Torpedo-bomber development for carrier deployment in the United States Navy generally followed a similar pattern as in other fleets, although a small number of very large Douglas T2D twin-engine aircraft briefly operated from the Langley in 1927 before they were fitted with floats and redesignated patrol types to avoid political conflict with the Army Air Corps. American carriers used essentially a single design from 1925 until 1937. The initial version, the Martin T3M-2, was a three-seater biplane powered by a 770-horsepower Packard 3A-2500 water-cooled engine that gave it a maximum speed of 109 miles per hour and a range of 630 miles. Subsequent versions, introduced from 1928, used radial engines, either the 525-horsepower Pratt & Whitney Hornet or the 620-horsepower Wright Cyclone, which gave the final version, the Great Lakes TG- 2, a maximum performance of 127 miles per hour and a range of 330 miles. The Douglas TBD-1 re-equipped the fleet’s torpedo squadrons in 1937 and 1938, marking a great advance in capabilities. This all-metal low-wing monoplane of stressed-skin construction also introduced flaps to aid slow-speed handling, a retractable undercarriage, and power-operated wing folding. Powered by a 900- horsepower Pratt & Whitney Twin Wasp radial engine driving a variable- pitch propeller, the TBD-1 had a maximum speed of 206 miles per hour and a range of 716 miles, both vastly superior to the performance of its precursors.
Eric Brown never found a British plane he didn’t like. I don’t know a serious student of aviation that considers “Duels in the Sky” as anything more than a curiosity. Perhaps reflecting his background Mr. Brown seems to thing WWII aircraft were machines to have a joust in. They weren’t: they were aircraft designed to kill enemy targets. If you use that simple standard the Swordfish is a ridiculous choice for best torpedo plane of WWII. One thing can hardly be stressed enough! The Swordfish never fought in a carrier battle and thus almost never faced enemy fighters. I’m sure that Kate or Avenger pilots wished they could say the same. (The Avenger was in service nearly a full year before the Hellcat – it first saw important service at Midway.)
The Swordfish was better than nothing and was lucky to operate in an environment when radar and proper anti-aircraft were in their infancy. In a Pacific carrier battle, I can’t see why Swordfish, with speed that was as bad as the Devastator, would have had anything like the performance to gain and maintain the proper angle of attack before being savaged by fighters. (A carrier traveling at full bore could hit 30 knots: if your aircraft tops out at less than 150mph, it should be obvious that unless an approach was made perfectly, it would be agonizingly long and give defenders excellent chances.) When some Swordfish tried to interfere with the Channel Dash by Gneisenau and Scharnhorst they were obliterated by German fighters. I shudder to think of what Zeros would have done with a place so slow and so badly protected. (Even the Devastator was tougher than the Swordfish. Avengers were hard planes to down for fighters.)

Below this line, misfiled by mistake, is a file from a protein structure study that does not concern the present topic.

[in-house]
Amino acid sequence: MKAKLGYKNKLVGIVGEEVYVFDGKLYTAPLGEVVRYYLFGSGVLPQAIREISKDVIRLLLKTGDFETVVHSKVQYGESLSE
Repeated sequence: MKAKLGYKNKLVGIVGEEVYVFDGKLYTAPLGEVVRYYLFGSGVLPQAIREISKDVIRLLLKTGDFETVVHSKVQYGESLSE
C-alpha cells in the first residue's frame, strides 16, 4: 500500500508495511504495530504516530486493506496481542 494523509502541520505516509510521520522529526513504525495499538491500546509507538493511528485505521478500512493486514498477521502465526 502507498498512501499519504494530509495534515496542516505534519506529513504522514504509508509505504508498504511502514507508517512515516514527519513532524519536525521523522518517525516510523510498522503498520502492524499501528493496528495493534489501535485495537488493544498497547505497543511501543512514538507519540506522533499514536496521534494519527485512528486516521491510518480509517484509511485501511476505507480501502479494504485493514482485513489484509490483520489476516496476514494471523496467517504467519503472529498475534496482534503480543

In addition, after 1942 Avengers became increasingly an all-purpose bomber deemed strong enough to undertake sustained operations against land targets. I cannot imagine a 140 mph aircraft doing that job in 1944. Avenger pilots began to favor “glide bombing” against smaller ships to torpedo attack and compiled a long list of kills in this mode – the attack on Truk being the most spectacular. When Avengers targeted larger vessels the torpedo was back and was primarily responsible for the death of Musashi and Yamato among many others. OK, the Swordfish was useful against U-boats. So were lots of planes: any plane was useful against U-boats. And I’d be surprised if many subs sunk by Swordfish were torpedoed: bombs would have been a much more likely weapon. Lastly, if the Swordfish was the best aircraft of its type in the war, why on earth did the RN get rid of them as soon as Lend Lease Avengers became available?
In combat, the Devastator proved itself a better weapon than conventional wisdom allows. The type suffered no in-flight losses to enemy action until the morning of 4 June 1942, six months after the Pacific War erupted. The US naval establishment committed its TorpRons to war with a marginal weapon – the Mk 13 torpedo – but the failings of that design were in no way the fault of the TBD or Douglas Aircraft. In large part the successful employment of VT-2, -3, -5, and -6 was due to the unusual depth of knowledge and experience in those squadrons. Many pilots and aircrewmen had served for as long as four years with their units before seeing combat, and that institutional advantage made itself known in the far reaches of the vast Pacific Ocean during the first half of 1942.
Prototype powered by a 800 hp (600 kW) XR-1830-60, one built.
Production variant powered by a 850 hp (630 kW) R-1830-64, 129 built.
One TBD-1 modified with twin floats.
Douglas TBD Devastator
Crew: Three; pilot, torpedo officer/navigator, radioman/gunner
Length: 35ft (10.67m)
Wingspan: 50ft (15.24m)
Height: 15ft 1in (4.6m)
Empty weight: 5,600lb (2,540kg)
Loaded weight: 9,289lb (4,213kg)
Powerplant: Pratt & Whitney R-1830-64
Twin Wasp radial of 900hp
Top speed: 206mph at 8,000ft
Service ceiling: 19,500ft (5,945m)
Armament: 1× forward-firing 0.30in (7.62mm) or 0.50in (12.7mm) machine gun,
1× 0.30in (7.62mm) machine gun in rear cockpit (later increased to two)
Ordnance: 1× Mark 13 torpedo or 1× 1,000lb (454kg) bomb or 2× 500lb (227kg) bombs or 12× 100lb (45kg) bombs